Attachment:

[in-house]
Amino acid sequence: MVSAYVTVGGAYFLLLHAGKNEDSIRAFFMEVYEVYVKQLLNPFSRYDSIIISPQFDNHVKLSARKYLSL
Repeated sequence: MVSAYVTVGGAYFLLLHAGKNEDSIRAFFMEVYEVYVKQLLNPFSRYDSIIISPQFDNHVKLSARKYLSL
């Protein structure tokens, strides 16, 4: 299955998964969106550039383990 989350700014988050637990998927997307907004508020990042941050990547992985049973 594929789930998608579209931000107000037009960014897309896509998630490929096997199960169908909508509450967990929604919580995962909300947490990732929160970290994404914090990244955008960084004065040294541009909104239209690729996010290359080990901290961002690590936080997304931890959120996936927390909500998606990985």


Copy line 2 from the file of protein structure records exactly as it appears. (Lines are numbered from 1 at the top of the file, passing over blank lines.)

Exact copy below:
Amino acid sequence: MVSAYVTVGGAYFLLLHAGKNEDSIRAFFMEVYEVYVKQLLNPFSRYDSIIISPQFDNHVKLSARKYLSL